The History of the Buffalo TurnVerein/Buffalo Turners

1848 Thousands of Germans left their homeland seeking greater freedom and opportunities in the United States. They brought the ideals of Turnerism as laid down by Friederich Ludwig Jahn. They also developed the Turner exercise program.

1853 On March 3, twenty-two German immigrants organized the “Buffalo Turngemeinde”, located in Roth Hall at Cypress and Michigan Streets. Soon more space was needed and they moved to Gillig Hall on Genesee near Michigan Street. Dramatics, a singing group and musicals were added to the Cultural Program.

1855 Buffalo hosted the National Convention of American Turners. Showing fearless character and love for liberty, a platform denouncing slavery was adopted. A system of education in development of mind and body was requested for all children.

1856 The Unrest-Young Turners bought land on Ellicott Street near Genesee and began calling themselves “Vorwaerts” (Forward). The Genesee Street location added a shooting gallery and called themselves “Socialen Haenner Turnverein”.

1861 The Civil War broke out and all but ten of the “Vorwaerts” joined the Union Army. They were forced to give up their building. When they returned after the war, another building was leased on Ellicott Street.

1865 The two groups consolidated into one society on Ellicott Street and adopted the name of “Buffalo Turn Verein”.

1867 The Buffalo Turn Verein was incorporated on May 13.

1870 The building on Ellicott that was previously owned in 1856 was repurchased and enlarged. It had been known as “National Hall”, then “Sangerbund Hall” and now was called “Turn Hall”

1895 Steps were taken to introduce physical education into the public schools. It succeeded and in 1910 there were two Turner teachers in ten schools.

1904 Heavy financial burdens followed by a fire destroyed the Ellicott Street building. Temporary quarters were found at 22 Genesee Street, then a church at 378 Oak Street, back to 264 Oak Street and finally to club rooms at 27 High Street.

1912 A lot was acquired at High and Ellicott Streets and the cornerstone for a new building was laid in 1913.

1924 The High Street building was enlarged and remodeled to accommodate the growing club.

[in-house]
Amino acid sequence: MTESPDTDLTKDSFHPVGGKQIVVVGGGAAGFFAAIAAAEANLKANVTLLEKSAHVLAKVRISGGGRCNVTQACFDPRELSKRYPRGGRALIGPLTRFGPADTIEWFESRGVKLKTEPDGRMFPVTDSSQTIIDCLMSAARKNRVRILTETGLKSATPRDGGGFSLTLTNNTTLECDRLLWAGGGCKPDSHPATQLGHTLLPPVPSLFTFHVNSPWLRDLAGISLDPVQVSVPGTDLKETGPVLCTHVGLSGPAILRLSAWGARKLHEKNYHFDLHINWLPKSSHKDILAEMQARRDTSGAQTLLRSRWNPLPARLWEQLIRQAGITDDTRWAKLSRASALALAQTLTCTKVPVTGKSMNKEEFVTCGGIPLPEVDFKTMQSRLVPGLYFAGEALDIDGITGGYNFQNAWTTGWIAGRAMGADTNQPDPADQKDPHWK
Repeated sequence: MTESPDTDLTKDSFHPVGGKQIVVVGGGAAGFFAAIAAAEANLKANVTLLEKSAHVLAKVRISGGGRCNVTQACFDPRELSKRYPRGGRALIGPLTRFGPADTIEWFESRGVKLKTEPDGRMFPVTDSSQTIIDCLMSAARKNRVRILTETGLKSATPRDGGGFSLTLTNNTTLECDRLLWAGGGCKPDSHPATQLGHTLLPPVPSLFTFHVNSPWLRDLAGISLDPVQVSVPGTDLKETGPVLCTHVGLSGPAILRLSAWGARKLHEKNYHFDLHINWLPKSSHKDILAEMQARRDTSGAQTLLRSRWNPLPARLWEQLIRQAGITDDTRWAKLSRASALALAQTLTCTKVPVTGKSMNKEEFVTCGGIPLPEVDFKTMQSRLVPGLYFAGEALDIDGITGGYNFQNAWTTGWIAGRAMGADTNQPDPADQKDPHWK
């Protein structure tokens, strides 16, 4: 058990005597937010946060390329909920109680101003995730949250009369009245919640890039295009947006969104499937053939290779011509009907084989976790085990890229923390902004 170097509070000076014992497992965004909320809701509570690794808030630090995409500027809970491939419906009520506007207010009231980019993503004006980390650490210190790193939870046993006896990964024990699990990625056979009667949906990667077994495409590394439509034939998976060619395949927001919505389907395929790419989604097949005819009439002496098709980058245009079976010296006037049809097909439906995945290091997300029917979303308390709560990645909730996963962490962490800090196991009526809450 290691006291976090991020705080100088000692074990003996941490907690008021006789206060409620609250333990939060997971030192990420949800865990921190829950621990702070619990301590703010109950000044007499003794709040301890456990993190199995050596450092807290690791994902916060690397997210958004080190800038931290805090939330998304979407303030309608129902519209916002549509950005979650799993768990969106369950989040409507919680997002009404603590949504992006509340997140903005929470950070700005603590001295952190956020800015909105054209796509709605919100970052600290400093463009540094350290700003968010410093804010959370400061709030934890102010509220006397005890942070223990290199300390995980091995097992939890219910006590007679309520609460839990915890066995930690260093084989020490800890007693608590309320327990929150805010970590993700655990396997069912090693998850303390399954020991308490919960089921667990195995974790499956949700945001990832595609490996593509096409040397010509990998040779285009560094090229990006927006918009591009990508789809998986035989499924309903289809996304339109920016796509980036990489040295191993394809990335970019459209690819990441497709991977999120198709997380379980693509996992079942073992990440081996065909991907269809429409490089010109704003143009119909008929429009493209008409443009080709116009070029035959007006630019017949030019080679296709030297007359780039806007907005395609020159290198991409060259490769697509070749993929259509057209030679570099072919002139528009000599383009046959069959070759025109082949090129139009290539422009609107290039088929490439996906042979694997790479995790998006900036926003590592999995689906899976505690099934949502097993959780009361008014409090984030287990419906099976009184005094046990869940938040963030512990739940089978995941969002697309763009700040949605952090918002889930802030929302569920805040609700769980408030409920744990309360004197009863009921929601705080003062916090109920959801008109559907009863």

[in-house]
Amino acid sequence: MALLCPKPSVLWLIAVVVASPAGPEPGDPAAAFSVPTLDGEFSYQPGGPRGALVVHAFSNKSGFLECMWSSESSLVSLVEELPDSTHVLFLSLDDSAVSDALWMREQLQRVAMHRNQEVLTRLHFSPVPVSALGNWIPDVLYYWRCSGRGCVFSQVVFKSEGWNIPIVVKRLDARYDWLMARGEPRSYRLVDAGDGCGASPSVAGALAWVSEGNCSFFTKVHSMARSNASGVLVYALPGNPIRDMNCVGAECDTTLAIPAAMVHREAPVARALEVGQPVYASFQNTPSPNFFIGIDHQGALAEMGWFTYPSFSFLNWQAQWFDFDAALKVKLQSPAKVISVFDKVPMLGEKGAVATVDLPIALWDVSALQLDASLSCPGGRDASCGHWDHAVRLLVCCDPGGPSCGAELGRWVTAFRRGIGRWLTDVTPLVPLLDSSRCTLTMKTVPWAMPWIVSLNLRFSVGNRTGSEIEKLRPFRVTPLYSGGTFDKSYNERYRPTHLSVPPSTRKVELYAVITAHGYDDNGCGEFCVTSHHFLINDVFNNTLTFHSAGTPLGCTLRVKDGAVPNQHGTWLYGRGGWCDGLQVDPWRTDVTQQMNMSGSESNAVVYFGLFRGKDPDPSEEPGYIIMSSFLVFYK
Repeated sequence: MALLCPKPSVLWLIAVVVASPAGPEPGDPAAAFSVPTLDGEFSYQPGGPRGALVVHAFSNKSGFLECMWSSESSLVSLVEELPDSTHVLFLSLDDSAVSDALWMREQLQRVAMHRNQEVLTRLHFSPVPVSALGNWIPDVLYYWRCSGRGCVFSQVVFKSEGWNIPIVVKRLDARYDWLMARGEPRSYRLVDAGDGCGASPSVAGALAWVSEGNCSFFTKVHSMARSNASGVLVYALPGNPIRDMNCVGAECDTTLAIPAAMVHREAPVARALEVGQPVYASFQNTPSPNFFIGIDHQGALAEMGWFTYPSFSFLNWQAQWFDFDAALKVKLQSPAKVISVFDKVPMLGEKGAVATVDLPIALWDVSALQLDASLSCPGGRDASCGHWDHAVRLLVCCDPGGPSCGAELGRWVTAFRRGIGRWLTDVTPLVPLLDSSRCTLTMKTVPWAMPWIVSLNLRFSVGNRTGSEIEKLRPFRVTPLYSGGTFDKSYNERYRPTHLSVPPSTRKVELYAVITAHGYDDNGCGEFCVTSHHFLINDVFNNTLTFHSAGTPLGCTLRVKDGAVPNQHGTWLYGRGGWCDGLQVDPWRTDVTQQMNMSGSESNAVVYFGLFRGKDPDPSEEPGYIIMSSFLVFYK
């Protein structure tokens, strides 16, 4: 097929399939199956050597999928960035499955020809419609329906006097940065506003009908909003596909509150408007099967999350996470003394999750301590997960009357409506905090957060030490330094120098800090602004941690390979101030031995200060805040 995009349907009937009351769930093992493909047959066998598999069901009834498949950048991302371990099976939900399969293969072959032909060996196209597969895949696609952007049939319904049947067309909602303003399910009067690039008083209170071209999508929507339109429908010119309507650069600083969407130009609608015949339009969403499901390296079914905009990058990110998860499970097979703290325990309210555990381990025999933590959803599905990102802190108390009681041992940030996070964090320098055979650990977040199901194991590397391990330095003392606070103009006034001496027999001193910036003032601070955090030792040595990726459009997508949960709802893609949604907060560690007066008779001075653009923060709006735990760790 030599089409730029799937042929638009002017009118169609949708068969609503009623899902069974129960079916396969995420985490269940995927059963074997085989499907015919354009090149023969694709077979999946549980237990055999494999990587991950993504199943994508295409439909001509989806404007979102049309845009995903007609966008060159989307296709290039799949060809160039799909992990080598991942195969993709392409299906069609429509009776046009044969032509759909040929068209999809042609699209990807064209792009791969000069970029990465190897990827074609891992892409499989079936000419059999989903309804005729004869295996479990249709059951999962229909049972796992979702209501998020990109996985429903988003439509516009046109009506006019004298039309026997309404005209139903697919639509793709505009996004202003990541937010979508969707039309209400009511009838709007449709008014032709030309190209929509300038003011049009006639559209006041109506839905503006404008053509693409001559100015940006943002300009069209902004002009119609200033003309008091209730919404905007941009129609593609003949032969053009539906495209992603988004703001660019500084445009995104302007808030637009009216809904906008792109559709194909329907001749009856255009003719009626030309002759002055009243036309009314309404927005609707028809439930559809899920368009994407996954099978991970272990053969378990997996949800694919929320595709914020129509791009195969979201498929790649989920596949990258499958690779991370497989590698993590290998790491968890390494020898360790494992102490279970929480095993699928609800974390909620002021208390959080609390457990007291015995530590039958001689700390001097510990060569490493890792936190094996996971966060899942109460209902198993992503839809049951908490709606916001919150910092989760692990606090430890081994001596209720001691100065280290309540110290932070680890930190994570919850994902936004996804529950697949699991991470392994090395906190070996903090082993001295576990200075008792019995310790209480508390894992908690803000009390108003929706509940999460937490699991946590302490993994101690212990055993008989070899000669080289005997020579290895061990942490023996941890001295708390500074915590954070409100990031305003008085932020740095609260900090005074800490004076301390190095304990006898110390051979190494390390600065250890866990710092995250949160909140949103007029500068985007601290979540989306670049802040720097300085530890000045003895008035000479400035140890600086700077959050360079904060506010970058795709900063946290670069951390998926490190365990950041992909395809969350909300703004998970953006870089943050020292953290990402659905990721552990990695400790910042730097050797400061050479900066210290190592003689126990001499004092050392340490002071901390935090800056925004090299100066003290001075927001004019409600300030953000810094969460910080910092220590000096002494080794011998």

1930 The 30th National Turnfest was held in Buffalo at All-High Stadium. The largest and most successful event held to date attracted over 5000 athletes. Dorothy Wilhelm of Buffalo won the athletics competition in a field of 2500 women.

1935 The Depression brought financial difficulties. Through the efforts of influential Turners substantial mortgage reduction was realized and they were able to keep their building.

1945 The mortgage was retired and a celebration was held on November 24.

1951 June 29 began the week long 38th National Turnfest.

1973 Forced out of the High Street location due to urban development, money received was insufficient for a new building. Facilities at Park School were rented for two years.

1975 A church with school was leased at 383 Wheatfield Street in North Tonawanda. Again through the efforts of Turners’ members additional monies were received for the High Street building.

1977 The Wheatfield building was purchased and remodeled. Two health studios, sauna, two gymnasiums, cultural room, game room and Rathskeller were added.

1980 Due to high utility costs and the weak economy, Turners was forced to sell the Wheatfield building.

1981 New home in Lincoln School in the Kenmore-Town of Tonawanda School District. The gymnasium was equipped, the cafeteria was remodeled into a Mini-Gym with wall to wall carpeting and a spring floor and one classroom was used for fitness and meetings.

1986 Turners moved to our current location in the former Phillip Sheridan School at 3200 Elmwood Avenue. The facility includes a fully equipped Main Gym and a smaller Mini-Gym with equipment especially designed for younger children.

1999 Buffalo TurnVerein was reincorporated and officially became Buffalo Turners, Inc.